If you don’t celebrate Chanukah, then you may have never played the dreidel game before. By the way, Hanukkah is the easier way to spell it, for those who don’t care for the more authentic, clear-your-throat kind of sound represented by “Ch.”
What’s a dreidel? It’s a toy with 4 sides that you spin like a top. Each side has a Hebrew letter on it. When a child spins the dreidel (good for fine motor skills, by the way), one letter lands face-up. Each letter tells players what to do next.
We’ll get to the basic game rules in a moment.
First, I’d like to introduce you to Seek & Find & Color Me – Dreidels. You don’t need to celebrate Chanukah in order to enjoy the dreidel game OR this seek and find printable inside The Free Printables Collection.
Children strengthen visual discrimination skills, visual figure ground skills, and more all in the name of fun.
The Hebrew letters on this skill-building printable are likely unfamiliar to most kids. This makes the visual discrimination challenge even greater. Because more focused attention is required, kids exercise their attention skills even more as well.
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Okay, back to the dreidel game.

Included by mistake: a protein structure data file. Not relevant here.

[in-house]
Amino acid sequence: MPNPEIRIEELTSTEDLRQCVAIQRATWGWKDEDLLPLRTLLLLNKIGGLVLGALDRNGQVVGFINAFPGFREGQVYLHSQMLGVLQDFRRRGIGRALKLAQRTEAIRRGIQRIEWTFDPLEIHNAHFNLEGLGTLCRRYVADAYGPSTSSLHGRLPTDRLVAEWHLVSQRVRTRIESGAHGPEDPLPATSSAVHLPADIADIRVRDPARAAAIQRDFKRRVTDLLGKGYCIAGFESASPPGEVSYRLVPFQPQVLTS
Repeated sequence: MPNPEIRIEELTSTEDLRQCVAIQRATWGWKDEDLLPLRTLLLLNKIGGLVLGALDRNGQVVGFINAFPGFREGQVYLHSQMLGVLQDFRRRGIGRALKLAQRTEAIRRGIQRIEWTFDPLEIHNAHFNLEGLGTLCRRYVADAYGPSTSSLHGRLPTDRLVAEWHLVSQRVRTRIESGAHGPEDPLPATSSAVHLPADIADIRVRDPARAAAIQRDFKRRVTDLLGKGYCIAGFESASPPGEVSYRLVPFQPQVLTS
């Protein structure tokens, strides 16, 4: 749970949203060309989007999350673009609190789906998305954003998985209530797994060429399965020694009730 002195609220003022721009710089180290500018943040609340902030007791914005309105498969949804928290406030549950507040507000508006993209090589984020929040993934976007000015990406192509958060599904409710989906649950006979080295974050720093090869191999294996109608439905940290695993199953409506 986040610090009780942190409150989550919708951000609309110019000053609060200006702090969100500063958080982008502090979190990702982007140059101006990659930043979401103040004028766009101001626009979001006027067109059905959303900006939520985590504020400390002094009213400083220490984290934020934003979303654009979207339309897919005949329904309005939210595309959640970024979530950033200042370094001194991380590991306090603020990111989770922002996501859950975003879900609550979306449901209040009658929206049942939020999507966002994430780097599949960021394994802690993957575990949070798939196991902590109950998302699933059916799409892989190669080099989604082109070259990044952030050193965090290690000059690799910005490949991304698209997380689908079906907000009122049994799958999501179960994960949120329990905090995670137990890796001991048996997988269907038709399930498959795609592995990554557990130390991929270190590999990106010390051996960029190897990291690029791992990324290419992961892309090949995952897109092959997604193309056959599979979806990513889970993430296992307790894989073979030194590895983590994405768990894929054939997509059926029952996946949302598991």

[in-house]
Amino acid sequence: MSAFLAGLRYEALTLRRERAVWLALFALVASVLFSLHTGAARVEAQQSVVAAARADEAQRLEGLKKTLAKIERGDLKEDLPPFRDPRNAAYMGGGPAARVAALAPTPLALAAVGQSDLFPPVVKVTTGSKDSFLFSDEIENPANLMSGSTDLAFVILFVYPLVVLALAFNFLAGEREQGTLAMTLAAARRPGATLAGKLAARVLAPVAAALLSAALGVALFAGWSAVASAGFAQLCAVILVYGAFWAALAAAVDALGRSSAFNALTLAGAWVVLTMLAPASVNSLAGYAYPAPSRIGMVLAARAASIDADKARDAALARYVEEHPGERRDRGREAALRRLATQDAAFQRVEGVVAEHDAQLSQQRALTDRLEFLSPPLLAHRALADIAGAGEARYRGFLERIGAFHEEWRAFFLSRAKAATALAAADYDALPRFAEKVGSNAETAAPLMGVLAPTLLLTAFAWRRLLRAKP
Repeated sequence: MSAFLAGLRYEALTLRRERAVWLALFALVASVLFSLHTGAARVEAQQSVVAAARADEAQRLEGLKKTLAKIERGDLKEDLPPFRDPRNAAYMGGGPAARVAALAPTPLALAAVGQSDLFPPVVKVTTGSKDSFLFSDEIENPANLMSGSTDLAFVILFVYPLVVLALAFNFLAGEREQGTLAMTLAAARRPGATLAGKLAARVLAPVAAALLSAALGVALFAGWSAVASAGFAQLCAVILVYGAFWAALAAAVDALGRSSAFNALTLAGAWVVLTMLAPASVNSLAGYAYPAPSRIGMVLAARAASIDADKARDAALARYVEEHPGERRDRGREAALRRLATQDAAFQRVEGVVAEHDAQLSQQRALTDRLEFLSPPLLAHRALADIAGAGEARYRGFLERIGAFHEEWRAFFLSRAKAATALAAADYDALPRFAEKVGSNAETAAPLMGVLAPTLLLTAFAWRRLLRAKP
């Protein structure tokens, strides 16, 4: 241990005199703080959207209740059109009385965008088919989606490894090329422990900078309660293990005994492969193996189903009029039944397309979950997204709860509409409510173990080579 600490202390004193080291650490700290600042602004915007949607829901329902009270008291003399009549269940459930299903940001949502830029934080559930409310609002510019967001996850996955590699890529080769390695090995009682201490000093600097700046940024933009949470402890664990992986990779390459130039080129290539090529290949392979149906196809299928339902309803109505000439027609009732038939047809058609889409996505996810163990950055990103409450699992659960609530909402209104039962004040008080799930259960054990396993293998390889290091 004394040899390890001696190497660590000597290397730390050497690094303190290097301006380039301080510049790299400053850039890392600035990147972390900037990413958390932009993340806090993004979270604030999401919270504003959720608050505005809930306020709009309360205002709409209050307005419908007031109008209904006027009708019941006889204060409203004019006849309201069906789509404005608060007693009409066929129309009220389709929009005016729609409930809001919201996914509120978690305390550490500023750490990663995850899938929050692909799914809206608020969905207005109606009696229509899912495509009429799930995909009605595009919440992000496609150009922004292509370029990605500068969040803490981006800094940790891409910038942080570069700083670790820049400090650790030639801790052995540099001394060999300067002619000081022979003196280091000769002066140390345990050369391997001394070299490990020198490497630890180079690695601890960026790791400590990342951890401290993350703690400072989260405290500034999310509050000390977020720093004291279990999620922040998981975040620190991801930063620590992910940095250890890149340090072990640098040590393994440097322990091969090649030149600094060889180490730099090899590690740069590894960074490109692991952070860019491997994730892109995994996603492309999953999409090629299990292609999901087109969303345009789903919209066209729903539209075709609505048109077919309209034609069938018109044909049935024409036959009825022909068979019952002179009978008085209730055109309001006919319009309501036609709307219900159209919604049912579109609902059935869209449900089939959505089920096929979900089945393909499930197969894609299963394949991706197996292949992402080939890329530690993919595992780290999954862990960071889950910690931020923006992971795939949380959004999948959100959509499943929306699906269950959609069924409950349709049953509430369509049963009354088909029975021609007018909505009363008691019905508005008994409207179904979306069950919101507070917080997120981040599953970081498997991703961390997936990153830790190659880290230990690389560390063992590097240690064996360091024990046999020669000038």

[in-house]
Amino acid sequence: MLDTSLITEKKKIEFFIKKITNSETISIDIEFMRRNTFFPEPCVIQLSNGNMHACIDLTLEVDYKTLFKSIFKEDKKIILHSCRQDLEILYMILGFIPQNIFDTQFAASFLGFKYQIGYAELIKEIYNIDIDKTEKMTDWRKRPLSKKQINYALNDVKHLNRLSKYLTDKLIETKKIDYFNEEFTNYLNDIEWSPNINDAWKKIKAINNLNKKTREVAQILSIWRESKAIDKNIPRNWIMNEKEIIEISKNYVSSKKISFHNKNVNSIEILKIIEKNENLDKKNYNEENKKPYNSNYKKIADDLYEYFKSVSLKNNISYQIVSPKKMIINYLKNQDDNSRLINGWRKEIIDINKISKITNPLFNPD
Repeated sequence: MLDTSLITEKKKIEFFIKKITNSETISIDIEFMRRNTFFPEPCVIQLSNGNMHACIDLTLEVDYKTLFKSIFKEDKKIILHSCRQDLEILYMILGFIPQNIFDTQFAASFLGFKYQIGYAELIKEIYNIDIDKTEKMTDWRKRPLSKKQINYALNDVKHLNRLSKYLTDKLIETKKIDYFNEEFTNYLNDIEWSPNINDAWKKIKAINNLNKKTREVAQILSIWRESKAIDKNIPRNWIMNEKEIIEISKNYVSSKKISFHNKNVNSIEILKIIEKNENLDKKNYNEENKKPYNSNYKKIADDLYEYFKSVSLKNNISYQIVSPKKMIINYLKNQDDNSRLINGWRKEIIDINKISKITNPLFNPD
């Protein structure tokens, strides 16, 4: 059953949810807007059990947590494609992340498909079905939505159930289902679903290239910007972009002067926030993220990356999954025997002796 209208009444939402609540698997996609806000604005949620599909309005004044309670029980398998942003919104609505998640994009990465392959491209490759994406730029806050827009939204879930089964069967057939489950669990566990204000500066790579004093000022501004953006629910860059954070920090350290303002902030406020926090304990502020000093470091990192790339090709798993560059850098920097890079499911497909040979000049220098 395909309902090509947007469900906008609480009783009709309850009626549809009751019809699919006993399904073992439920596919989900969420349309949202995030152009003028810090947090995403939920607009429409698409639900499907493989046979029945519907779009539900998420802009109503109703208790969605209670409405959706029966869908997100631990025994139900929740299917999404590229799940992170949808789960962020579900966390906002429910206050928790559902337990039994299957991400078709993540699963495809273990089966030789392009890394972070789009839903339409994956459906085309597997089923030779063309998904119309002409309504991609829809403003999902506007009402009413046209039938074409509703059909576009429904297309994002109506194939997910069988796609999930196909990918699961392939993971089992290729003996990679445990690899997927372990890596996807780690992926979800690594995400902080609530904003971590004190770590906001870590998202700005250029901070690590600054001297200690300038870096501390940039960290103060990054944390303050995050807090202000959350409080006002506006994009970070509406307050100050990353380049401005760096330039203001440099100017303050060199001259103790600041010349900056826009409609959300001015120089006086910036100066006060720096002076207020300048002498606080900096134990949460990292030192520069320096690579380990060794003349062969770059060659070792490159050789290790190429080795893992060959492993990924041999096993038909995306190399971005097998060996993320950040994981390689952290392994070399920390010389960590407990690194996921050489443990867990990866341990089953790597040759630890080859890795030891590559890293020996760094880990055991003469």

If you don’t happen to have a dreidel lying around, Google created this virtual one for you. How cool is that?
The Dreidel Game Basics
The 4 Hebrew letters on a dreidel include nun (think “nook” with an “n” at the end instead of a “k”), gimmel, hey, shin.
All players start with an equal amount of game pieces. Chanukah gelt, a.k.a. chocolate coins, are popular for this but you can choose anything you’d like. Real coins? Legos, maybe? Choose about 15 or so each.
Everyone places one game piece into the “pot” to start, AND one after every turn.
Take turns spinning the dreidel.
When it lands on…
נ – Nun – Do nothing. Every player then adds one more piece to the pot. The next player takes a turn.
ג – Gimmel – Great! You get the whole pot! Every player adds one more. The next player takes a turn.
ה – Hey – Take half the pot! Every player adds one more. The next player takes a turn.
ש – Shin – Shucks. Add one piece to the pot. Every player (including you) adds one more. The next player takes a turn.
When does the game end? Whenever you want it to, or whenever you’ve all snuck too much chocolate into your mouths thinking nobody was looking. Funny how quickly that gelt disappears!
For kids who struggle with letter recognition and/or visual discrimination, be sure to point out just how similar the nun and the gimmel look. Encourage them to pay special attention there, especially on the Seek & Find & Color Me – Dreidels activity.
You might also enjoy the Chanukah Visual Memory Matching Game that also lives inside The Free Printables Collection. Scroll way, way, waaaay down The FPC page for that one, but first, either sign in or sign up below. Happy Chanukah!